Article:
Kare-Kare

As I promised in my adobong talong post, here is, although a few days late, my take on kare-kare.

This perennial Filipino favorite usually starts with a base of oxtails, beef stew cuts, pork hocks or tripe. Traditionally, the choice meat is simmered for hours to desired tenderness and and along with a variety of vegetables such as banana heart, long beans and eggplant, it’s pulled together into a stew with ground peanuts for flavor, toasted ground rice for thickening  and annatto for coloring. Because of the dish’s very involved cooking process, it is usually reserved for special occasions but by using convenient rice flour and peanut butter, it is simplified enough to be everyday dinner-friendly. Give this a try, my friends, or browse our recipe index for more delicious meal ideas. Thank you for all your lovely comments. Truly appreciated.

Kare-Kare
Prep time
Cook time
Total time
Author: Lalaine | Kawaling Pinoy
Recipe type: Main Entree
Cuisine: Filipino
Yield: 4 Servings

Ingredients

  • 2 pounds oxtail, cut into serving size
  • water
  • 1 banana heart
  • 2 large eggplant, ends trimmed and cut into 1-inch thick
  • 1 bundle long beans (sitaw), cut into 3-inch lengths
  • 1 bundle pechay, ends trimmed and leaves separated
  • ¼ cup rice flour
  • 1-1/2 tablespoons annatto powder
  • 1-1/2 cups chunky peanut butter
  • 1 tablespoon oil
  • 1 medium onion, peeled and sliced thinly
  • 4 to 5 cloves garlic, peeled and minced
  • 2 tablespoons fish sauce
  • salt and pepper to taste
  • shrimp paste

Instructions

  1. Rinse oxtail under cold, running water and with a knife, trim excess fat. In a deep pot, place oxtails and enough water to cover. Over medium heat, bring to a boil, skimming any scum that accumulates to top. Lower heat, cover and simmer, adding more water as needed to maintain 6 cups, for about 2 to 3 hours or until oxtails are easily pierced with a fork. Drain oxtail, reserving about 6 cups broth.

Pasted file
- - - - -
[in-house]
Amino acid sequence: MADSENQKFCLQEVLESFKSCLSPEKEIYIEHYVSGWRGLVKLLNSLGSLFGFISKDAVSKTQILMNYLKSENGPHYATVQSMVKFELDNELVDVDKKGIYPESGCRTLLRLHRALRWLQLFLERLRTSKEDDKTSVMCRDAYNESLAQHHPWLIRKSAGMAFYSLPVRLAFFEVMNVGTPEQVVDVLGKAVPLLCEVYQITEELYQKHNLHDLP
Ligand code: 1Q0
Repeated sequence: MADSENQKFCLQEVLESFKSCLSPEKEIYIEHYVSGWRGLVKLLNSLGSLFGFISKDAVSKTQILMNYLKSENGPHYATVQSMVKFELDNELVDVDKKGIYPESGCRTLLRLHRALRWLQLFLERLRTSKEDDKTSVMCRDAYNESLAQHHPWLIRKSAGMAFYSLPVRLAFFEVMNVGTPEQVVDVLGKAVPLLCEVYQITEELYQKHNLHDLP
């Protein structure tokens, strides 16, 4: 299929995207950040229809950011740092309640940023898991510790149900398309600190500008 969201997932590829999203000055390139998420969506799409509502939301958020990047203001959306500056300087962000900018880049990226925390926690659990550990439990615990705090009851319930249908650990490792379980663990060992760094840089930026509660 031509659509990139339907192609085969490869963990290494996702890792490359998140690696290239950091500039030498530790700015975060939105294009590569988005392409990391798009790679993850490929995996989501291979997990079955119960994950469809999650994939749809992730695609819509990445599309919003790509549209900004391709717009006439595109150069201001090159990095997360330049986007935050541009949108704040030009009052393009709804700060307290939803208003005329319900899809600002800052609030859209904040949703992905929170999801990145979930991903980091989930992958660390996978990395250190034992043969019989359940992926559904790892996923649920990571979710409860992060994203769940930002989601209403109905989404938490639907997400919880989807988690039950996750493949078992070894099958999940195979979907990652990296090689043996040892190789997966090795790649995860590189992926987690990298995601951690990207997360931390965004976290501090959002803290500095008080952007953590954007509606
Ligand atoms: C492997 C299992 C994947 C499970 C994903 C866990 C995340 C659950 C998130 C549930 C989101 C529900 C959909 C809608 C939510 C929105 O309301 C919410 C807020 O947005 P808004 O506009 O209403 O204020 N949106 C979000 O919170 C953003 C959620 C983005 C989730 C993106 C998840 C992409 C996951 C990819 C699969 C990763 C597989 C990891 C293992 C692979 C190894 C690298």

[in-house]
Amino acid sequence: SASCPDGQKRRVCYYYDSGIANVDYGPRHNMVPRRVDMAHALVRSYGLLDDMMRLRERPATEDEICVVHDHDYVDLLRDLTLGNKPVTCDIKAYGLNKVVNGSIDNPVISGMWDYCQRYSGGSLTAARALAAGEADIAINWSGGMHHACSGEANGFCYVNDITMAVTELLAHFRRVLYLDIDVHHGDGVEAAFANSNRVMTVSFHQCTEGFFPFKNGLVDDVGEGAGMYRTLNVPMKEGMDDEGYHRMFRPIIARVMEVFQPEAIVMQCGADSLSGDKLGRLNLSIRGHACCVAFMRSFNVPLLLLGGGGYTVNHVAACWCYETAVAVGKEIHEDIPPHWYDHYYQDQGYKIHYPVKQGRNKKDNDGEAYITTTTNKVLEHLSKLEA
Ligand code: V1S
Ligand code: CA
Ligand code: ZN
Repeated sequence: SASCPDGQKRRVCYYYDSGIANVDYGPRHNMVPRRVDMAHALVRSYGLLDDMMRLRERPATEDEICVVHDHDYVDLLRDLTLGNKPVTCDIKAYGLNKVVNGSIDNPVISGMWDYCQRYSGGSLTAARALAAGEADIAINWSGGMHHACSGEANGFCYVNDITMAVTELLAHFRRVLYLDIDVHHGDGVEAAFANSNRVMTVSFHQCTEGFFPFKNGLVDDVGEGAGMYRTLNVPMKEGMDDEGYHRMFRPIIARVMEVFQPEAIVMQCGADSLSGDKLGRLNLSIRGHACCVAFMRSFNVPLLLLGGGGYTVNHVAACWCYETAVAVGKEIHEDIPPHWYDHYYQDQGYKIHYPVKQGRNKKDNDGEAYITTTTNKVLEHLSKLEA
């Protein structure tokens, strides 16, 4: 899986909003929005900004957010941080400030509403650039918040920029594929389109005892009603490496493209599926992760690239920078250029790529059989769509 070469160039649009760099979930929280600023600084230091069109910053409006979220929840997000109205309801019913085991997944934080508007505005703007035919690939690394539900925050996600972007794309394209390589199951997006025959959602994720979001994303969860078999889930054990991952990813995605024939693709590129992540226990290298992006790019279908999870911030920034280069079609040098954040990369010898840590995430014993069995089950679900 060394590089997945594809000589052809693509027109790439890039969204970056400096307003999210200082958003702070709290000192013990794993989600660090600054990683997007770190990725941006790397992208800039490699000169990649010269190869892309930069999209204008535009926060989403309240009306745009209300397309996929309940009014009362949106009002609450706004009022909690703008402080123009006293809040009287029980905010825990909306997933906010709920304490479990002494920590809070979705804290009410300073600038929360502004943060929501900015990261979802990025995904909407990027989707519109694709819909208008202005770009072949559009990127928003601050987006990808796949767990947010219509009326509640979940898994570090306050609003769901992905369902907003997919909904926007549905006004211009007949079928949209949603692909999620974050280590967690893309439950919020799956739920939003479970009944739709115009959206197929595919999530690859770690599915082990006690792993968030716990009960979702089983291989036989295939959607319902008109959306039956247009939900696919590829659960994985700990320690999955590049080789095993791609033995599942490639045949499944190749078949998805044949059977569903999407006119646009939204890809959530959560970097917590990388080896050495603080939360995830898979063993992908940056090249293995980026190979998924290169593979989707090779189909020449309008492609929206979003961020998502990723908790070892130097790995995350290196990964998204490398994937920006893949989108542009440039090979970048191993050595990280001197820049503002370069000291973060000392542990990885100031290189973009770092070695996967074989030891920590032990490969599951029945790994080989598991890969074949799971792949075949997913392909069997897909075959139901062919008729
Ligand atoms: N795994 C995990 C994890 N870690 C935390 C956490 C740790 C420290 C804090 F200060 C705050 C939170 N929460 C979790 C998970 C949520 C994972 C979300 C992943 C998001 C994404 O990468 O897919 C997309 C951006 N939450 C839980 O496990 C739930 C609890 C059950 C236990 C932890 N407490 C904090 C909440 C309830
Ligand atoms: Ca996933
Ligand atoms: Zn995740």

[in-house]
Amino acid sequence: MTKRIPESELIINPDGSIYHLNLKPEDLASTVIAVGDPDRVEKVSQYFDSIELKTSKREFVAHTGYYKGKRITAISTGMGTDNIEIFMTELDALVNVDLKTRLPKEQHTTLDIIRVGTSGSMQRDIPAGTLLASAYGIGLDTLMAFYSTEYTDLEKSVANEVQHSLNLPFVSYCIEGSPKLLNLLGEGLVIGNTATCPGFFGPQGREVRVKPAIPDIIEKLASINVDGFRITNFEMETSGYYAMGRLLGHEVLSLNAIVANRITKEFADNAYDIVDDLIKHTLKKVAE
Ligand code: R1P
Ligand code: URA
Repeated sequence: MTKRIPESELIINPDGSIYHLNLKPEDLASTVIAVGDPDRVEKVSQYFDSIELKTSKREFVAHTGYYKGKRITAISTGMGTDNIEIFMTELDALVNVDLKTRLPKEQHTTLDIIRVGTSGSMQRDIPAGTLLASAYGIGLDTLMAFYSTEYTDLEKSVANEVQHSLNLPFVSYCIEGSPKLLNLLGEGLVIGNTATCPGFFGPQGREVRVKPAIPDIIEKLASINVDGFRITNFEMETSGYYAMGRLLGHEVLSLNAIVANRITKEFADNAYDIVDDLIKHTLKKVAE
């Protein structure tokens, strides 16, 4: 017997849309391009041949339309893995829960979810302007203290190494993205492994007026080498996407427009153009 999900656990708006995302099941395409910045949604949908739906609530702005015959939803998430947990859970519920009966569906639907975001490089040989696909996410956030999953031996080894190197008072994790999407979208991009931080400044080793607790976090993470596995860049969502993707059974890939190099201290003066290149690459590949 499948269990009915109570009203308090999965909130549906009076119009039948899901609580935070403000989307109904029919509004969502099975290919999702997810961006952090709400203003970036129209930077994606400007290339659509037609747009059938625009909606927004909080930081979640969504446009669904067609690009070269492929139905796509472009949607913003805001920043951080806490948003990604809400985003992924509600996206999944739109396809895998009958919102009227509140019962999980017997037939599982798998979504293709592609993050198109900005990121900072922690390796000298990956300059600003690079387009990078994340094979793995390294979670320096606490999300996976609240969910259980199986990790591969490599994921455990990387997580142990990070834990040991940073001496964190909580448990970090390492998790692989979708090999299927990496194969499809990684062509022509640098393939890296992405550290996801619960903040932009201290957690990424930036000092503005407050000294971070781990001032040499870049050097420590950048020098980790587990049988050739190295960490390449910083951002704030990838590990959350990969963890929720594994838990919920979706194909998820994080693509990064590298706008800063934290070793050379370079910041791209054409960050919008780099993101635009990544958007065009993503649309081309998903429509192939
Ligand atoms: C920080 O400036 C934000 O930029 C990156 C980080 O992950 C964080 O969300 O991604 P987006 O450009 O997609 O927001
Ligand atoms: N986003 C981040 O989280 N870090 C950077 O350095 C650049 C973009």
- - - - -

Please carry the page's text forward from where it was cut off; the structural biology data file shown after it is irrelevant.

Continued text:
2. Peel and discard the outer, fibrous skin layers of banana heart until you reach the lighter, softer core. Trim off stem and discard. Cut banana core into half and into fourths. In a bowl of cold salted water, place cut banana and soak for about 15 to 20 minutes. Using hands, squeeze to release bitter sap. Rinse with cold water and drain well, discarding liquid.
  3. In a pot over medium heat, bring about 4 cups water to a boil. Add banana heart and blanch for about 1 minute. With a slotted spoon, remove from liquid and set aside. Add eggplant and blanch for about 1 minute. With a slotted spoon, remove from liquid and set aside. Add long beans and blanch for about 1 minute. With a slotted spoon, remove from liquid and set aside. Add pechay and blanch for about 30 seconds. With a slotted spoon, remove from liquid and set aside.
  4. In a skillet over medium heat, add rice flour and cook, stirring occasionally, until lightly browned and toasted. In a bowl, combine toasted rice flour and ¼ cup reserved broth and whisk until smooth.
  5. In a small bowl, combine annatto powder and ¼ cup reserved broth. Stir until powder is dissolved and color has dispersed.
  6. In a bowl, combine peanut butter and ½ cup of reserved broth and stir until well-blended.
  7. In a large pot over medium heat, heat oil. Add onions and garlic and cook until limp and aromatic. Add oxtail and cook, stirring occasionally, until lightly browned. Add fish sauce and cook for about 2 to 3 minutes.
  8. Add the remaining 5 cups of reserved broth and bring to a simmer. Add annatto water, rice flour mixture and peanut butter mixture, stirring well to combine. Season with salt and pepper to taste. Continue to simmer for about 10 minutes or until it begins to slightly thicken. Add blanched vegetables and cook for about 2 to 3 minutes or until heated through and tender yet crisp. Serve hot with shrimp paste on the side.

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